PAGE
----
Over the last month, motor vehicles in Boston have struck and killed two bicyclists, one in South Boston and the other in Dorchester. So far in 2012, the city’s Emergency Medical Services puts the number of bike-related incidents (a fuzzy term, admittedly) at 451, running ahead of last year’s rate. Qualms about safety are getting ever greater as are the burdens imposed on bicyclists: always use a helmet; wear bright, fluorescent clothing; get special training; strictly enforce rules of the road.
The car looks ever more attractive.
I was one of the first to sign up for Hubway — Boston’s bike share program — and I’ve used it many times, finding it more convenient and less expensive than my own car, public transit or a cab. I cheered when Boston Mayor Tom Menino proclaimed, “The car is no longer the king in Boston,” and the city set about remaking its roads — taking real estate from autos and creating lanes for two-wheelers. I appreciated the physical benefits (riding a bike is just like using aerobic machines at the gym, except the view changes) and applauded when the League of American Bicyclists this year ranked Massachusetts the third most “Bicycle Friendly State” — a giant leap from two years ago, when we ranked 19th.
But the prospect of death or severe injury has a way of putting a damper on all of those huzzahs, and these days the worries crowd my mind. Sometimes when I approach a Hubway bike stand, I find myself reconsidering. Maybe it would be better to get there a different way.
An observation: I feel safest when there are a lot of other bicyclists on the road. When we are everywhere, automobile drivers seem more aware of us. When there are only one or two of us, we’re easy to ignore. Drivers turn right or quickly change lanes without looking, forgetting we might be next to them.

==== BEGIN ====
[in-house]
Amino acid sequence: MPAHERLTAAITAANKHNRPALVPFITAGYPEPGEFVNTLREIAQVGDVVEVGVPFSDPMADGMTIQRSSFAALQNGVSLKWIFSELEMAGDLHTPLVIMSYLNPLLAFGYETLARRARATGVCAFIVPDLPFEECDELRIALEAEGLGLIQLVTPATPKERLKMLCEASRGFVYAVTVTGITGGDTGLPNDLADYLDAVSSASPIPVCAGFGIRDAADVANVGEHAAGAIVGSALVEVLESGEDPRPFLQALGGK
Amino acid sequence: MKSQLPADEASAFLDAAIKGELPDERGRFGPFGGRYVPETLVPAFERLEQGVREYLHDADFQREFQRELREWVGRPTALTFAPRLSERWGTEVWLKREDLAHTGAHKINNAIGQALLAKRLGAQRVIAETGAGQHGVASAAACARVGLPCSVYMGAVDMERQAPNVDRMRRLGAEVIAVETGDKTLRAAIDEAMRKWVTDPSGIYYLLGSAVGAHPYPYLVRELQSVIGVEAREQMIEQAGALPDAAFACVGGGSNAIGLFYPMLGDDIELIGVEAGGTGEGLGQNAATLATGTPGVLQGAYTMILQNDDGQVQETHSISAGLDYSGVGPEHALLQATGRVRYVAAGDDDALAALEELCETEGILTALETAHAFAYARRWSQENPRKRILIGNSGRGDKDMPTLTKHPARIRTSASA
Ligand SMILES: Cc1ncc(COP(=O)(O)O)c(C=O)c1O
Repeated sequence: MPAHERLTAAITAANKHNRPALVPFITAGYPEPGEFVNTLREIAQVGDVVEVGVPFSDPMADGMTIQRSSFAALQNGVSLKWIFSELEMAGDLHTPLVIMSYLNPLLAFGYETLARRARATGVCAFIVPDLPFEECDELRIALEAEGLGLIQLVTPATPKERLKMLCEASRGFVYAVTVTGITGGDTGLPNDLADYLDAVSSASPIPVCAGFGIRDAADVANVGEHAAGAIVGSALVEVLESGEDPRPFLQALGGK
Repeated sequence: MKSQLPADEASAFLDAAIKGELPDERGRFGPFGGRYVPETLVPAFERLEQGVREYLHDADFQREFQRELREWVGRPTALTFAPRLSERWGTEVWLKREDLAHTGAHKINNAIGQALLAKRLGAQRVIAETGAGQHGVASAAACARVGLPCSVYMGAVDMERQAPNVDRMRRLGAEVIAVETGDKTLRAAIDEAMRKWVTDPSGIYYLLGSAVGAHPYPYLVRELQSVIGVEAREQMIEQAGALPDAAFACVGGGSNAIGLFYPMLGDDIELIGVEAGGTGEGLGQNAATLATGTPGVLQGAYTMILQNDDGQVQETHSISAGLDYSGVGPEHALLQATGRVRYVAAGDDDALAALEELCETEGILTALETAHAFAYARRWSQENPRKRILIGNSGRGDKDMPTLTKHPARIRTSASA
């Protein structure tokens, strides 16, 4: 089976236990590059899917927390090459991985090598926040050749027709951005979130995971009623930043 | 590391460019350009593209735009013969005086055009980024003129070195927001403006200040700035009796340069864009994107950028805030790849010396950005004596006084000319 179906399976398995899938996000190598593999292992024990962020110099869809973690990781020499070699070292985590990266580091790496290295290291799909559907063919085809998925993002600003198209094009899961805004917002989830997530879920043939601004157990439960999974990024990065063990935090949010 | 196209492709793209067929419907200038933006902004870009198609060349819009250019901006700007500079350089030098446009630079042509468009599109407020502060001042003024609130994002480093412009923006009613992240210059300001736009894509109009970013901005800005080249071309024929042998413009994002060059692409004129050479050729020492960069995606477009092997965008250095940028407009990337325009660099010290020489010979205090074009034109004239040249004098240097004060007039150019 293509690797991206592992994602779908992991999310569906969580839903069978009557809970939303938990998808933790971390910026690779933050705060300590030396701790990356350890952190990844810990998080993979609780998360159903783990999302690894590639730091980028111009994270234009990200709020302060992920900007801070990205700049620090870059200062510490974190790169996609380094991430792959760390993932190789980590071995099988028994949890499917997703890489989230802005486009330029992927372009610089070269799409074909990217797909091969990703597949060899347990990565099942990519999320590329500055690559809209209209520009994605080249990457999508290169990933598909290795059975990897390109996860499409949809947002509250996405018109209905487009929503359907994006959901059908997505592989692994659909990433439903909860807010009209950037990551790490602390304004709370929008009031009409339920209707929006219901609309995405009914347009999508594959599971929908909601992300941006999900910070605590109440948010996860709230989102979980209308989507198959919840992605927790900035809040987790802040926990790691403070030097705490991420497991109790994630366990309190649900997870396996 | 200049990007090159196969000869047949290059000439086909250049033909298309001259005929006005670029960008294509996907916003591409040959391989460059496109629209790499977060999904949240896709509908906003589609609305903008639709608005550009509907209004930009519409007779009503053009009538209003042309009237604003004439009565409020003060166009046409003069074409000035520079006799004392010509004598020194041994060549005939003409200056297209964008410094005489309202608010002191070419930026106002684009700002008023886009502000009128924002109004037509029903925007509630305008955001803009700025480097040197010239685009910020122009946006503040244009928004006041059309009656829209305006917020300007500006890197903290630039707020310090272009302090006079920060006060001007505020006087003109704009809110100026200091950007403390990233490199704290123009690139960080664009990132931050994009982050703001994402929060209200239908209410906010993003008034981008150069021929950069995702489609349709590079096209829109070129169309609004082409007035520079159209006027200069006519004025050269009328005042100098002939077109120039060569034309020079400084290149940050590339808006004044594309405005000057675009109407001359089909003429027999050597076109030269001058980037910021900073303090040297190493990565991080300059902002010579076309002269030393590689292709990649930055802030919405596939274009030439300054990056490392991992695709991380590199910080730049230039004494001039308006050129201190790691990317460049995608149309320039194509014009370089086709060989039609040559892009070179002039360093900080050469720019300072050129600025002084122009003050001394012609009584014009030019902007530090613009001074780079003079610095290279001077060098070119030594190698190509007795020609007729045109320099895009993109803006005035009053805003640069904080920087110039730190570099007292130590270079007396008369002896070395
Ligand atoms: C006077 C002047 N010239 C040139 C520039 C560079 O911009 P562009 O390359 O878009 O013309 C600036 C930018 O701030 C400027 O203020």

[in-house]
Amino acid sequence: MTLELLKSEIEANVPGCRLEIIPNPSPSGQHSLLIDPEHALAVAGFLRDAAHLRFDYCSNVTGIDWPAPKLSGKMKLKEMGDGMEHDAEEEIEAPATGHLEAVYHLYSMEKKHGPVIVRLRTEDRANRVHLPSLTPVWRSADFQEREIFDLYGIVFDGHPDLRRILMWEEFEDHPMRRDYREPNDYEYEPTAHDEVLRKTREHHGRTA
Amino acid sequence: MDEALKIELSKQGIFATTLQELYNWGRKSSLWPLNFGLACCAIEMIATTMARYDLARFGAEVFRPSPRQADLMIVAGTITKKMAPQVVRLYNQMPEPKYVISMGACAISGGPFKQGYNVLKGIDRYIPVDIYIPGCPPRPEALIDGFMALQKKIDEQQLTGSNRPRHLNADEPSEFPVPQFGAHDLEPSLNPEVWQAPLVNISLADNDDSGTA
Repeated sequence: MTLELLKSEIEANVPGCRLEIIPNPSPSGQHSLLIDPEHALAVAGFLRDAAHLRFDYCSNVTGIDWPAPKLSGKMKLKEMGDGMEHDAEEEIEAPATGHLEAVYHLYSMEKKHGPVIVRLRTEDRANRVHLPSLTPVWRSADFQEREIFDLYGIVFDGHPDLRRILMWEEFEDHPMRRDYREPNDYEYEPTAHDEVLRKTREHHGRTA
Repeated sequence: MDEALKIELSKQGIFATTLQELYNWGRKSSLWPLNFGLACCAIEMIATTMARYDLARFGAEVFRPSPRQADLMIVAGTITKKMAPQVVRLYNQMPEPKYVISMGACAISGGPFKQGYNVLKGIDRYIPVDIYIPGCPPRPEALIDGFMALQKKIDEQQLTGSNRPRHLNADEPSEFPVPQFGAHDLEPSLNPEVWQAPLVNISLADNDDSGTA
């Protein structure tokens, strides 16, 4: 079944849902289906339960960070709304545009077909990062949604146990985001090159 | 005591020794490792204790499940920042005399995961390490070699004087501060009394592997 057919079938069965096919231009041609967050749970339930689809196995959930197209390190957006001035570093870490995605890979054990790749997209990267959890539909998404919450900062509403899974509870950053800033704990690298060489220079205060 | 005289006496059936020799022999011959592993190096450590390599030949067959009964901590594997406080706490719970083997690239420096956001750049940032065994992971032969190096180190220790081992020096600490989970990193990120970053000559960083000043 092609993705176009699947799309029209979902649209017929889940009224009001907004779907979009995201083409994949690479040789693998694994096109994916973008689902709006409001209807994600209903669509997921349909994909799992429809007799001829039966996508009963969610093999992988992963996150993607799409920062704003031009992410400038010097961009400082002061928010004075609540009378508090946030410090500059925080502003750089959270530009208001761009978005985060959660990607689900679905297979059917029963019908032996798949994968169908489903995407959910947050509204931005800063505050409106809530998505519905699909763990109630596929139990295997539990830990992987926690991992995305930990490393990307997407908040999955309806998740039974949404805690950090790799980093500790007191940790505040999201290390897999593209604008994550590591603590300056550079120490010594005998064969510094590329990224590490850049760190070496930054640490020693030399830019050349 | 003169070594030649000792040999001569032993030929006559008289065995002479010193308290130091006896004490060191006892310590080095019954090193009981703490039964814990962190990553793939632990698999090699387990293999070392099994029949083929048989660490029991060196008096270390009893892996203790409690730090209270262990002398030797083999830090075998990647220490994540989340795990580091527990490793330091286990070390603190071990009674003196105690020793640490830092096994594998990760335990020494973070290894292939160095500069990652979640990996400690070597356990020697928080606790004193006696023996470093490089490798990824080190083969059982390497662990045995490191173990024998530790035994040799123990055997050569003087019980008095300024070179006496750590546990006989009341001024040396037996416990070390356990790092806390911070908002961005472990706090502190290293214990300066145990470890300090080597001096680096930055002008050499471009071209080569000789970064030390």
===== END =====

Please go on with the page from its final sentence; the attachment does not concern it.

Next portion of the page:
So anything that discourages people from riding increases the risk to the rest who are — but that’s precisely the effect of fear-mongering and plans to toughen the rules on cyclists.
I’ll grant that helmets are, on balance, a good thing to wear, although there is a lot of argument out there that they are either ineffectual (as currently manufactured, they don’t offer much real protection) or counterproductive (those with helmets tend to ride more aggressively). But if folks stay off bikes because they don’t have a helmet, then the level of overall danger rises. The same applies to proposals to require bright clothing and bike training. I don’t own fluorescent clothes and even if I did, I wouldn’t show up in someone’s office wearing them. And bike training becomes one of those bureaucratic requirements that doubtless would depress the number of riders.
So too, with all due respect to advocacy group MassBike’s slogan of “Same Roads, Same Rules,” the same rules don’t always make sense, especially in a city. Waiting at red lights when there is no traffic just seems silly. At a stopped intersection, it’s far smarter to edge up to the front of the line where you’re obviously visible rather than stay in a bike lane, hoping a right turning car doesn’t clip you. Then too, Boston’s one-way streets can prove maddening. Rather than circle the entire Public Garden merely to go one block west to Arlington Street (easy for a car — the only effort involved is pushing a gas pedal), riders at Boylston and Charles use the sidewalk (illegal, I know) to hop over to Stuart Street and ride over.
Then, of course, there’s winter. It’s tough to ride then; Hubway itself just shuts down. Streets are plowed to give cars access; bikes (and pedestrians) are shortchanged. A transportation system that only operates nine months out of the year is, basically, undependable. If an alternative has to be used for those three months, then odds are that, for many, it’s that alternative—– and not the bike — that becomes their mainstay.
The car no longer king? It’s a worthy aspiration but in Boston it’s not reality. Indeed, I worry it’s going the wrong way. The spandex set and a few others, like me, who foolishly take the risk may continue to ride. Others will find something else.